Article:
Researchers Identify the P2Y2 Receptor Molecule as the Gateway for Metastases

Activated Blood Platelets Enable Cancer Cells to Penetrate Blood Vessels

Tumor cell penetrates the endothelial barrier. In the image on the left, the green-stained tumor cell has succeeded in penetrating the red-stained endothelial barrier. In the image on the right, in contrast, the tumor cell remains within the blood vessel whose endothelial cells lack the P2Y2 receptor, unlike those in the image on the left. The cell nuclei are stained blue. Credit: MPI f. Heart and Lung Research

Researchers from the Max Planck Institute have identified the P2Y2 receptor molecule on the cells of the blood platelet wall as the gateway that enables cancer cells to penetrate blood vessels and to enter the organs.

Malignant tumors often spread to remote areas of the body. In the majority of cases, metastases formation develops via the blood vascular system. The blood platelets thereby provide invaluable help to the tumor cells in penetrating new organs. Scientists from the Max Planck Institute for Heart and Lung Research in Bad Nauheim have identified the P2Y2 receptor molecule on the cells of the blood platelet wall as the gateway that allows the cancer cells to enter the organs. They now aim to prevent the formation of metastases through the targeted blocking of this key molecule.

Blood platelets play a crucial role in haemostasis. When a blood vessel is injured, the platelets ensure the rapid initial closure of the wound. To do this, they quickly adhere to the wall of the injured blood vessel, thereby attracting more platelets which aggregate and form a plug that blocks the opening in the blood vessel wall. To enable the optimal functioning of this “rapid reaction force” in the event of injury to blood vessel walls, the blood platelets release a veritable shower of signal molecules. The cells communicate with each other in this manner. Moreover, the platelets, which normally circulate in the blood stream in an inactive state, are activated in a matter of seconds and fundamentally alter their characteristics.

Malignant tumors, which often spread to previously unaffected organs through the blood stream, use the blood platelets to penetrate the hermetically-sealed blood vessel wall. “It has long been known that metastasizing tumor cells are capable of establishing close contact with blood platelets and activating them. Animal experiments have shown that tumor cells form far fewer metastases in the absence of blood platelets,” says Stefan Offermanns, Director of the Department of Pharmacology at the Bad Nauheim-based Max Planck Institute. In addition, clinical studies have shown that patients who receive long-term treatment with platelet inhibitors like acetylsalicylic acid present a lower risk of developing metastasizing tumors.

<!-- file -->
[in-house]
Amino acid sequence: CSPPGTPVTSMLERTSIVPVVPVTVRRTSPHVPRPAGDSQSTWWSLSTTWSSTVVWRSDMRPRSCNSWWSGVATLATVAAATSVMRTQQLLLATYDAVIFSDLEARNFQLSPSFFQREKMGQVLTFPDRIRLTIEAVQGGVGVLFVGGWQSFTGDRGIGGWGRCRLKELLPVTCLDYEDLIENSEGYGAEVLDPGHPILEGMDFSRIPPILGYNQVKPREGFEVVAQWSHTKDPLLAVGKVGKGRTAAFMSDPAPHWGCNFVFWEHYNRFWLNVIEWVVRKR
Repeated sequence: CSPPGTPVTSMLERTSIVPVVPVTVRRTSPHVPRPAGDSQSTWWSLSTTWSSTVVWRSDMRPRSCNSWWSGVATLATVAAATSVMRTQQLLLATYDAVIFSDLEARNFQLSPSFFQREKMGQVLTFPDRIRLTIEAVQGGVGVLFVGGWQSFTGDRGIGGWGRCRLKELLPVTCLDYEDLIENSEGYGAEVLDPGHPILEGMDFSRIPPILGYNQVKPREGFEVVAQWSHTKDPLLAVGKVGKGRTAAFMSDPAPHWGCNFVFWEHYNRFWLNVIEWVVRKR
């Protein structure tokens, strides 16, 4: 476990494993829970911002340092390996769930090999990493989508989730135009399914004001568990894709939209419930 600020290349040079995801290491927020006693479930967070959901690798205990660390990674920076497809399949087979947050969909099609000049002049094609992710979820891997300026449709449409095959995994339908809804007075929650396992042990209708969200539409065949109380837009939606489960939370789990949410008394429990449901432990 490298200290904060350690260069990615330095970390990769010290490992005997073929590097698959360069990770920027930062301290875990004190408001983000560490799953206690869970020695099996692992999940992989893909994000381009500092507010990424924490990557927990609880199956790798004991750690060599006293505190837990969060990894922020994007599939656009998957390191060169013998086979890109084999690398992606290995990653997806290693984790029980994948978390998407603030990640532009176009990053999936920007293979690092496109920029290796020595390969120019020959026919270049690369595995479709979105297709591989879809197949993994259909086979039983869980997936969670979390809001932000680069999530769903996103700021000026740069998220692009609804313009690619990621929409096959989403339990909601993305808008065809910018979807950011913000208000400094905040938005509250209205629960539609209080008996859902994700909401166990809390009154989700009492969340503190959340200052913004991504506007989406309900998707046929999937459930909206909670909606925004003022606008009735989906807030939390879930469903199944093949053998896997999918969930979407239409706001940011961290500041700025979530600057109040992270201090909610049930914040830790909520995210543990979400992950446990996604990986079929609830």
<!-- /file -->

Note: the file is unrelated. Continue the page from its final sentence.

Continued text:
Offermanns’ Research Group has succeeded in explaining exactly how this process unfolds. Activated blood cells release a large amount of molecules including adenosine triphosphate (ATP). The scientists observed in cell cultures that blocking ATP release from blood platelets resulted in a significant reduction in the number of tumor cells migrating through the endothelial cells in the blood vessel wall. “We succeeded in demonstrating the same phenomenon in experiments on mice, in which the release of ATP from blood platelets was blocked. In this case too, far fewer tumor cells slipped through the endothelial barrier and fewer metastases formed,” says Dagmar Schuhmacher, one of the study’s first authors.

However, what exactly happens in the blood vessel wall that enables the tumor cells to penetrate it? The Max Planck researchers were able to demonstrate that ATP from the blood platelets binds with a particular receptor called P2Y2. This docking site is located on the surface of the endothelial cells. “When ATP binds to these receptors, small openings form between the individual endothelial cells. The tumor cells exit the blood vessel through these openings and migrate into the organ,” explains Boris Strilic, also a first author of the study.

With the identification of this hitherto unknown role of blood platelets in metastases formation, the researchers hope to have found possible starting points for a new therapeutic approach. “We will now test whether specific blockers for the P2Y2 receptor or substances that inhibit the release of ATP from blood platelets can suppress tumor cell metastasis in different animal models,” says Offermanns. The specific challenge the scientists must overcome here is to avoid suppressing the actual job of the platelets, namely haemostasis, in the process. If they manage to do this, a better treatment for malignant tumors may become available in the future.

Publication: Dagmar Schumacher, et al., “Platelet-derived nucleotides promote tumor-cell transendothelial migration and metastasis via P2Y2-receptor,” Cancer Cell, 2013, DOI:10.1016/j.ccr.2013.05.008

Source: Max Planck Institute

Image: MPI for Heart and Lung Research

2 Comments on "Researchers Identify the P2Y2 Receptor Molecule as the Gateway for Metastases"

  1. this is fantastic news!

  2. Madanagopal.V.C | July 4, 2013 at 9:24 pm | Reply

    Acetyl Salicylic Acid (ASA-Aspirin) is already prescribed for coronary patients to prevent blood clotting/ It is a great news to find a new use for the same old Aspirin again to prevent Metastasis. The gateway of P2Y2 opening by floating platelet’s ATP to form a pore in epithelial cells gives an exit for cancer cells, which was found to form a company with blood leukocytes as described by an earlier article, paves way for the villainy of metastases. It is good that cancer research is going in the right direction and I hail them well. Thank You.

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